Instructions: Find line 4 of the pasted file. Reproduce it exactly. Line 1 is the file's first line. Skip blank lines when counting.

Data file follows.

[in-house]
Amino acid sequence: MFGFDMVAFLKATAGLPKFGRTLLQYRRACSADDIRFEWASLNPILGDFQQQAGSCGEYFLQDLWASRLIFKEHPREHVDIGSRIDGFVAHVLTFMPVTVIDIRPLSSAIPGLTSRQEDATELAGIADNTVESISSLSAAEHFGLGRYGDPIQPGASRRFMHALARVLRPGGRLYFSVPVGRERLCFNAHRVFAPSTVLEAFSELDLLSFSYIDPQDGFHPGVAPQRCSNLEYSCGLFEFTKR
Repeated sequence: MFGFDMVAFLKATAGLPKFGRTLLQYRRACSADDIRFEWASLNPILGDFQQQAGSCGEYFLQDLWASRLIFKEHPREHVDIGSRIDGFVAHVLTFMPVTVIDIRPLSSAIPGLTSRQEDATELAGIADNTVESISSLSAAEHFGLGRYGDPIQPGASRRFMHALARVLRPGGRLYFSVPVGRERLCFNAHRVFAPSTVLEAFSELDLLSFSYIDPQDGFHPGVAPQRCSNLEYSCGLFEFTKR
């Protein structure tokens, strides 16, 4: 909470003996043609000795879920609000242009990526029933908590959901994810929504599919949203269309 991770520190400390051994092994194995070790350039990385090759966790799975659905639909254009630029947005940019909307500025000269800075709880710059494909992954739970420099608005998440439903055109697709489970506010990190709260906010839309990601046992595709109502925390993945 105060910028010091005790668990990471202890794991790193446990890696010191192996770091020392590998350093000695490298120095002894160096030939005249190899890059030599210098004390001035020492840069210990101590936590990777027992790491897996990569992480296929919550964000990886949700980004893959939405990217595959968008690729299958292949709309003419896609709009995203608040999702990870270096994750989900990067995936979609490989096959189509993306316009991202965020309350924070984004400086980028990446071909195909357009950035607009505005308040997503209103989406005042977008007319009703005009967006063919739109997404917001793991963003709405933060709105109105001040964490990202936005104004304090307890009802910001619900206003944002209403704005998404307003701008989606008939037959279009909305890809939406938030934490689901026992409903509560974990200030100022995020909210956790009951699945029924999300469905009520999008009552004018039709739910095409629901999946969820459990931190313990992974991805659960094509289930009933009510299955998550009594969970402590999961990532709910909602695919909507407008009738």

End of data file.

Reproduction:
């Protein structure tokens, strides 16, 4: 909470003996043609000795879920609000242009990526029933908590959901994810929504599919949203269309 991770520190400390051994092994194995070790350039990385090759966790799975659905639909254009630029947005940019909307500025000269800075709880710059494909992954739970420099608005998440439903055109697709489970506010990190709260906010839309990601046992595709109502925390993945 105060910028010091005790668990990471202890794991790193446990890696010191192996770091020392590998350093000695490298120095002894160096030939005249190899890059030599210098004390001035020492840069210990101590936590990777027992790491897996990569992480296929919550964000990886949700980004893959939405990217595959968008690729299958292949709309003419896609709009995203608040999702990870270096994750989900990067995936979609490989096959189509993306316009991202965020309350924070984004400086980028990446071909195909357009950035607009505005308040997503209103989406005042977008007319009703005009967006063919739109997404917001793991963003709405933060709105109105001040964490990202936005104004304090307890009802910001619900206003944002209403704005998404307003701008989606008939037959279009909305890809939406938030934490689901026992409903509560974990200030100022995020909210956790009951699945029924999300469905009520999008009552004018039709739910095409629901999946969820459990931190313990992974991805659960094509289930009933009510299955998550009594969970402590999961990532709910909602695919909507407008009738």